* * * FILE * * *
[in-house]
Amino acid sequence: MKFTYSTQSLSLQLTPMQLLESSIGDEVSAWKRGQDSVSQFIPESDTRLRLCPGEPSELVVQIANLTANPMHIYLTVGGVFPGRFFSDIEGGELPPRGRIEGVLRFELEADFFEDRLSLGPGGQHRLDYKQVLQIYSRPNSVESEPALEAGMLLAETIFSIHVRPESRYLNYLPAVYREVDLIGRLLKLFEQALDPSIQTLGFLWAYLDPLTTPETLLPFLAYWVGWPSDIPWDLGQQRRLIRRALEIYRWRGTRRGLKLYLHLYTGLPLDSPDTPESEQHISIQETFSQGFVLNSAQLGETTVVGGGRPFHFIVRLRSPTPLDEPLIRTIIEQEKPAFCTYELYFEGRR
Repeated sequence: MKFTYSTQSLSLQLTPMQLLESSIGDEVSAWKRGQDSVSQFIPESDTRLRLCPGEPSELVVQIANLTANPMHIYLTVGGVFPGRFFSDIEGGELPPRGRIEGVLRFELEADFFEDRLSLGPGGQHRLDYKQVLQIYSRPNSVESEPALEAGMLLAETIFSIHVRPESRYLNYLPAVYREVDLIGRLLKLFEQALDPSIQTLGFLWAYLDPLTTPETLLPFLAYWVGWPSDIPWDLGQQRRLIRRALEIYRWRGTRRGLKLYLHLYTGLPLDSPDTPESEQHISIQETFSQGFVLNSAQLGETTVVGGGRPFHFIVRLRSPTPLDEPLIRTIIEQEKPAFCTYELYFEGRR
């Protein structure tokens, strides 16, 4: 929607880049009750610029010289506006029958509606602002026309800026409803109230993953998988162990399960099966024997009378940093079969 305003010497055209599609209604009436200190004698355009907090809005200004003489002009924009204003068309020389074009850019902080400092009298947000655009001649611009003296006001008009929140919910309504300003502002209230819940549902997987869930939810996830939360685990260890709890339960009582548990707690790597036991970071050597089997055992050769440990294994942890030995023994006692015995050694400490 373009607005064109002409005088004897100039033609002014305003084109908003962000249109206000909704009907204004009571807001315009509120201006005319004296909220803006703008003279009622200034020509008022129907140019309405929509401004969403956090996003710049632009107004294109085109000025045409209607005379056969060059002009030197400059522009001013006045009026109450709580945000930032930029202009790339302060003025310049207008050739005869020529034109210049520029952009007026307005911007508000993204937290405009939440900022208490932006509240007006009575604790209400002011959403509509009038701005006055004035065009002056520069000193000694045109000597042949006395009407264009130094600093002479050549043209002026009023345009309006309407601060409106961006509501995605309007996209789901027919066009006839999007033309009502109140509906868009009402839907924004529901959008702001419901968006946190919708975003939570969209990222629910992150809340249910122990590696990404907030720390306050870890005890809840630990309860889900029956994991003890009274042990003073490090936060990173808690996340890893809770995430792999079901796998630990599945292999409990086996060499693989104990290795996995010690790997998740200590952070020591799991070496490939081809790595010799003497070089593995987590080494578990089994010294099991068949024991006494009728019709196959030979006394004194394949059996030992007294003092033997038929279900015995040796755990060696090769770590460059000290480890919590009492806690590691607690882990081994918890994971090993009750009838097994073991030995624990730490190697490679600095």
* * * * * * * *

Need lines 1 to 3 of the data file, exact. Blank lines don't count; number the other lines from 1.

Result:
[in-house]
Amino acid sequence: MKFTYSTQSLSLQLTPMQLLESSIGDEVSAWKRGQDSVSQFIPESDTRLRLCPGEPSELVVQIANLTANPMHIYLTVGGVFPGRFFSDIEGGELPPRGRIEGVLRFELEADFFEDRLSLGPGGQHRLDYKQVLQIYSRPNSVESEPALEAGMLLAETIFSIHVRPESRYLNYLPAVYREVDLIGRLLKLFEQALDPSIQTLGFLWAYLDPLTTPETLLPFLAYWVGWPSDIPWDLGQQRRLIRRALEIYRWRGTRRGLKLYLHLYTGLPLDSPDTPESEQHISIQETFSQGFVLNSAQLGETTVVGGGRPFHFIVRLRSPTPLDEPLIRTIIEQEKPAFCTYELYFEGRR
Repeated sequence: MKFTYSTQSLSLQLTPMQLLESSIGDEVSAWKRGQDSVSQFIPESDTRLRLCPGEPSELVVQIANLTANPMHIYLTVGGVFPGRFFSDIEGGELPPRGRIEGVLRFELEADFFEDRLSLGPGGQHRLDYKQVLQIYSRPNSVESEPALEAGMLLAETIFSIHVRPESRYLNYLPAVYREVDLIGRLLKLFEQALDPSIQTLGFLWAYLDPLTTPETLLPFLAYWVGWPSDIPWDLGQQRRLIRRALEIYRWRGTRRGLKLYLHLYTGLPLDSPDTPESEQHISIQETFSQGFVLNSAQLGETTVVGGGRPFHFIVRLRSPTPLDEPLIRTIIEQEKPAFCTYELYFEGRR